How we selected and vetted the indicators
- The indicators are rigorous. All data must meet the generally accepted standards for rigor within the field of educational measurement. All data and collection methods are examined to ensure policymakers, educators, parents and students can make valid inferences about the nation's current status on each indicator.
- The indicators are measurable on a regular basis. A key concern for the commission is determining the degree to which progress is made over time on the goal and 10 recommendations. Therefore, only data sources available on a regular basis are included in this report. One-time reports, although helpful in providing a snapshot of the status of the nation on the goal and recommendations, will not aid in helping track progress over the coming years.
- The indicators can be disaggregated. Whenever possible, indicators are applicable to the nation and comparable across the 50 states and the District of Columbia. The commission's recommendations concern the entire nation, thus the indicators have a national focus. Importantly, individual states are conducting excellent work to allow policymakers and citizens within those states to track the status and note the trends on the goal and recommendations put forth by the commission. Many states, such as Florida, have already built state-level data systems that are being used to track students from preschool to college completion. Only indicators available on a national basis are featured. This is a report on the nation's status on the commission's goal and 10 recommendations. The indicators highlighted in this report represent those data that are available to help policymakers, educators, parents and students understand where the nation stands on the goal. As policies and practices continue to change, future iterations of this report may include new indicators that may be added or obsolete indicators removed to ensure that the indicators associated with each recommendation note the nation's status and subsequent progress on the commission's goal and 10 recommendations.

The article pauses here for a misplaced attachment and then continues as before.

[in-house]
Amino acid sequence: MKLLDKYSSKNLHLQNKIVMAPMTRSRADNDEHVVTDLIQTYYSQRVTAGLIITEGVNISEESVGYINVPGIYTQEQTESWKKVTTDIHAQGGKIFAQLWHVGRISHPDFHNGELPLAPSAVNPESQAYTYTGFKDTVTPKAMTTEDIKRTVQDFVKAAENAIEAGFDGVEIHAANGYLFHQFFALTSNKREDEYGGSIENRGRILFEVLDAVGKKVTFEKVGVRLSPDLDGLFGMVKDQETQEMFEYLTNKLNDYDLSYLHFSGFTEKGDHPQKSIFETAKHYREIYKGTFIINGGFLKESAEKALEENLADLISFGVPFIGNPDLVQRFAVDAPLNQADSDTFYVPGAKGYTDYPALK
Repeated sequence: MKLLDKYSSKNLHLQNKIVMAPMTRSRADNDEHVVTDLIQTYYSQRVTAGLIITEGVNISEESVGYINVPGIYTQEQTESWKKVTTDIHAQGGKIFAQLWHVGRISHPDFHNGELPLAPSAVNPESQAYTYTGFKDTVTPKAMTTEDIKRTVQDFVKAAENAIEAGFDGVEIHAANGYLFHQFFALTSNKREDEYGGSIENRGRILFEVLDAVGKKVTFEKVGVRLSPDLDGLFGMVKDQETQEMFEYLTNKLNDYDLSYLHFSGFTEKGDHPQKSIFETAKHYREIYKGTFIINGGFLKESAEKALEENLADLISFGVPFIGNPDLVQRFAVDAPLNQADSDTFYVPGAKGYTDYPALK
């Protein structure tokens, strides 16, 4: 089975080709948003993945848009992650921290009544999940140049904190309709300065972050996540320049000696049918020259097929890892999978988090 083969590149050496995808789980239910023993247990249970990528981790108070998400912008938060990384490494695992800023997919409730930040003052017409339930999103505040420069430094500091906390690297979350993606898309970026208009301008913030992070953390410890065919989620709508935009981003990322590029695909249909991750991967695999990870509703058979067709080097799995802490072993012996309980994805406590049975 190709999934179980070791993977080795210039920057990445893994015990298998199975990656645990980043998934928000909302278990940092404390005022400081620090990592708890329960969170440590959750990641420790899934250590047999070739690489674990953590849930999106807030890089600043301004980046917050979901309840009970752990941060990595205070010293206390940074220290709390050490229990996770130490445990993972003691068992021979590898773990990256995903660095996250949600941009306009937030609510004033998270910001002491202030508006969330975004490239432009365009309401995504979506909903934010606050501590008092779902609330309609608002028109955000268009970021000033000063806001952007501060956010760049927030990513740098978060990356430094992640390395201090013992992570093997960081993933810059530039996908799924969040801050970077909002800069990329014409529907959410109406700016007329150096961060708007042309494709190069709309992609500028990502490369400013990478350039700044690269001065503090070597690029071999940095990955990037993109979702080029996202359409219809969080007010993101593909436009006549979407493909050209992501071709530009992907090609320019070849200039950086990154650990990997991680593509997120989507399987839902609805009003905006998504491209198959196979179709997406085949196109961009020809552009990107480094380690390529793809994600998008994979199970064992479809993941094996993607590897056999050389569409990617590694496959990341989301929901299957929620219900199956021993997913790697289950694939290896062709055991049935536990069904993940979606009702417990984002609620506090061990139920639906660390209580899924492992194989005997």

For the Hispanic Edition, where it is not possible to disaggregate this state-level data by race/ethnicity, overall state data is provided, but particular focus is given to those ten states that account for the majority (78.3%) of the national Hispanic population.